May 14, 2019 10:12 AM EDT
In a span of more than four hours 32 student finalists competed in MIT's 2.007's-Design and Manufacturing I course-annual robot race. The theme this year was Moonshot, a tribute to the Apollo 11 moon landing which is celebrating its 50th anniversary.
The challenge required students to operate their robots, which either moved independently or were controlled remotely, from the LEM's starting point down to the "lunar" surface to collect as many moon rocks as possible and return them up to the LEM-the centerpiece that resembled the infamous Apollo 11 spacecraft-within two minutes. Robots got more points by affixing a small flag to a hillside, spinning a wheel to "charge" the LEM's battery, and pulling a cord to essentially drop two weights-an especially complicated task that, if accomplished, would trigger the LEM to "lift off," to theatrical smoke and sound effects.
"The competition name is very apropos of the challenge that the students face because for many of them, making a robot by themselves for the first time is a moonshot," says Amos Winter, course co-instructor and associate professor of mechanical engineering at MIT.
The 2.007 competition is an annual tradition that dates back to the 70s, with the course's first instructor, Woodie Flowers, the Pappalardo Professor Emeritus of Mechanical Engineering, who developed 2.007 as one of the first hands-on, project-based undergraduate courses.
This year's challenge inspired an array of robotic approaches and designs, including a bot, appropriately named Scissorlift, that extended itself up via a scissoring mechanism to plant a flag, and a two-bot system named Lifties, including one robot that hoisted rocks up to a second robot by way of a telescopic arm.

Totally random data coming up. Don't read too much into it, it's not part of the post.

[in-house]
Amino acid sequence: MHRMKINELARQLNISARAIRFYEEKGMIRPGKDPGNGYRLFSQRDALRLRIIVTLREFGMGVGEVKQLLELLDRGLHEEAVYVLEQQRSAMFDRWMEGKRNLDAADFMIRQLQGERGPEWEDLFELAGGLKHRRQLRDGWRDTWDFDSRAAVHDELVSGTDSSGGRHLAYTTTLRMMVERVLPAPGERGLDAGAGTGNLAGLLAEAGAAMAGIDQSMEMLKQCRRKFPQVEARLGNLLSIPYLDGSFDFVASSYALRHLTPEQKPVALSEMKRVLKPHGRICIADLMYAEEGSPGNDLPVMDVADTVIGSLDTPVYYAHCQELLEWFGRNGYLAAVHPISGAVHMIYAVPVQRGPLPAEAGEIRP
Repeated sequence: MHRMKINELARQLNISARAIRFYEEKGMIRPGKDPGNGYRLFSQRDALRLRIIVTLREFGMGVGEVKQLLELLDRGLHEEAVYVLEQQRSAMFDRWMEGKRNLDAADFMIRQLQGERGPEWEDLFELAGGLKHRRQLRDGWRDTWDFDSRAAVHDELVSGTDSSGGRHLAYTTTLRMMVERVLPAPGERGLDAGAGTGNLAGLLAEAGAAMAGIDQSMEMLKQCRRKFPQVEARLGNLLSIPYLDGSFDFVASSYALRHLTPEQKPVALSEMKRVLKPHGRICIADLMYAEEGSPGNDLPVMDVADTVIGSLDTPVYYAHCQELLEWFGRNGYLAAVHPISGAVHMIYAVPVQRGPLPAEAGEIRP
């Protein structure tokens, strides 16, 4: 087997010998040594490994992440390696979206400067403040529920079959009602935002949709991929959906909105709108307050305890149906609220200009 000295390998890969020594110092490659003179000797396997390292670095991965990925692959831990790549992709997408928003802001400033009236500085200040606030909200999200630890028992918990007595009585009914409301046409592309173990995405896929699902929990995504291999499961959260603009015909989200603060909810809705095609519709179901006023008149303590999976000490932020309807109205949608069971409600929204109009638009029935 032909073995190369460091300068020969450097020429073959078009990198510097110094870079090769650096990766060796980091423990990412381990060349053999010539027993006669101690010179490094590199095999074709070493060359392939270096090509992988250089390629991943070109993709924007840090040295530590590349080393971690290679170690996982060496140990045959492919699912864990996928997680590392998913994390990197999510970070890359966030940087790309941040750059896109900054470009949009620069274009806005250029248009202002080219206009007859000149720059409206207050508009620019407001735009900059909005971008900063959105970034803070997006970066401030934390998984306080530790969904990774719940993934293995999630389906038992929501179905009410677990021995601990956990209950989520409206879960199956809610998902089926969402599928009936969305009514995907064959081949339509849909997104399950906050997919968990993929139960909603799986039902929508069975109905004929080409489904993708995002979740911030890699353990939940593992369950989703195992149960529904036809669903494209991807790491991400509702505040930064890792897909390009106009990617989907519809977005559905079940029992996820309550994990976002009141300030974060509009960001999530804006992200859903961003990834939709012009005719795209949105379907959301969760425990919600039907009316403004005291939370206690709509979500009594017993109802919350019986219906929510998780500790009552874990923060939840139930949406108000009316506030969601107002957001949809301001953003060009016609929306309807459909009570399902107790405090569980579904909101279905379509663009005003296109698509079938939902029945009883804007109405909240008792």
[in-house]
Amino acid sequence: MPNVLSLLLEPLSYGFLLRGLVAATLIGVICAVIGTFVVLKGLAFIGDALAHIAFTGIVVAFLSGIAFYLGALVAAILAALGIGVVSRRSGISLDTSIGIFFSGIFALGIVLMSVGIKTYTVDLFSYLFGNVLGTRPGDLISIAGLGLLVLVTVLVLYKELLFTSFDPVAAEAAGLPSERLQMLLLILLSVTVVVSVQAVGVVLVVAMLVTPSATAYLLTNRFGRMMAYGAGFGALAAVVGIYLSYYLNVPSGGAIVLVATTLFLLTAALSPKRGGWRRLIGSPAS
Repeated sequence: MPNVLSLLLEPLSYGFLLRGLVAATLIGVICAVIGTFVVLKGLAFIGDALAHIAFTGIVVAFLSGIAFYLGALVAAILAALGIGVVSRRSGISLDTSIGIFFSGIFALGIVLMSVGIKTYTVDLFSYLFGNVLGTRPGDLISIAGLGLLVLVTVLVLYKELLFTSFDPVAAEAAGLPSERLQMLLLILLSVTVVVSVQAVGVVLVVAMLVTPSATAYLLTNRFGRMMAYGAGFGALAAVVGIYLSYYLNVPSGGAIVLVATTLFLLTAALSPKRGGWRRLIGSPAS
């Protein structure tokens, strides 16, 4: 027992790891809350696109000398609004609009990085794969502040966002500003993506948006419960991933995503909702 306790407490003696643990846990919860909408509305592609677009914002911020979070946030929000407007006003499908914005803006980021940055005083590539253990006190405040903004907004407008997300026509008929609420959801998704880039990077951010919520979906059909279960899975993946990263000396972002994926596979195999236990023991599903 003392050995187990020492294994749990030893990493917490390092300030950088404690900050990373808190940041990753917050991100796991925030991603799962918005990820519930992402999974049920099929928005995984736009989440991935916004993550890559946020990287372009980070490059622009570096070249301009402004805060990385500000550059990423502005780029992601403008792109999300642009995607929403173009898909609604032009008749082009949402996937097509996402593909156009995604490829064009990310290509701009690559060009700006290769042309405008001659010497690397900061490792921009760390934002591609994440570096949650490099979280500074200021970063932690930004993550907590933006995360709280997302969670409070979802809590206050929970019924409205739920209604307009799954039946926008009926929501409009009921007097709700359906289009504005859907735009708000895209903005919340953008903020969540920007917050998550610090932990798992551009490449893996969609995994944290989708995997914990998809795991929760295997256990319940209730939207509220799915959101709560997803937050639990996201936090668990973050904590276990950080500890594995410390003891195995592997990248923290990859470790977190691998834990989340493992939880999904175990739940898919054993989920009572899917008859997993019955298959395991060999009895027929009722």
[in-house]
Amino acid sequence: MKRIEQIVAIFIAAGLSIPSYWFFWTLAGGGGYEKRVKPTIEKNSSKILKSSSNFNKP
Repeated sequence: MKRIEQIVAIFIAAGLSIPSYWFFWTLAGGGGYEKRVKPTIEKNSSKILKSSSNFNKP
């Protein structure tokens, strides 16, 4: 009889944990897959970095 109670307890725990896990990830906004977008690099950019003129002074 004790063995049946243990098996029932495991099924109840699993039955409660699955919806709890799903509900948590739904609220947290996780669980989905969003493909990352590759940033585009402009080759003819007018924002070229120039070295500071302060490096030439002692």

As the night wore on, robots battled over who could dig up the most moon rocks, using a variety of designs, from grippers and grabbers to snowplow- and comb-like sweepers, and rotating flippers and flaps. Between each session, course assistants repositioned the moon rocks and cleared the game board of any remaining moon rock dust that could disrupt a robot. To argue this probable hazard, some students designed their bots with extra traction, lining their wheels with Velcro or rubber bands.
Sophomore Jessica Xu, whose spiky, rock-snatching "Cactus-bot" made it all the way to the semifinals, says that 2.007's hands-on experience has helped to steer her toward a mechanically-oriented career.
"This is my first experience ever even thinking of building a robot," Xu says. "I started the class googling, 'What are mechanisms that robots even do?' Because I wasn't even sure what the possibilities were. I came into college wanting to do something that applies to health care. Now I'm hoping to concentrate in medical devices, applying the mechanical side. I'm excited to see what it could be."
In the end, it was a powerful, motor-heavy bot named Rocky that gobbled up rocks "like Cookie Monster," as Winter reported to the crowd, that took home the prize. Rocky's designer, sophomore Sam Ubellacker, says it could have been the bot's drive train that made the difference. While most students included two motors in their drive trains, Ubellacker opted for four, in order to move twice as fast as his competitors.
"I pretty much redesigned my entire robot the week before this competition, because I realized my other one wasn't going to score any points," says Ubellacker. "I've probably worked about 100 hours this week on this robot. I'm just glad that it worked out." He credits his victory to all the professionals behind 2.007.
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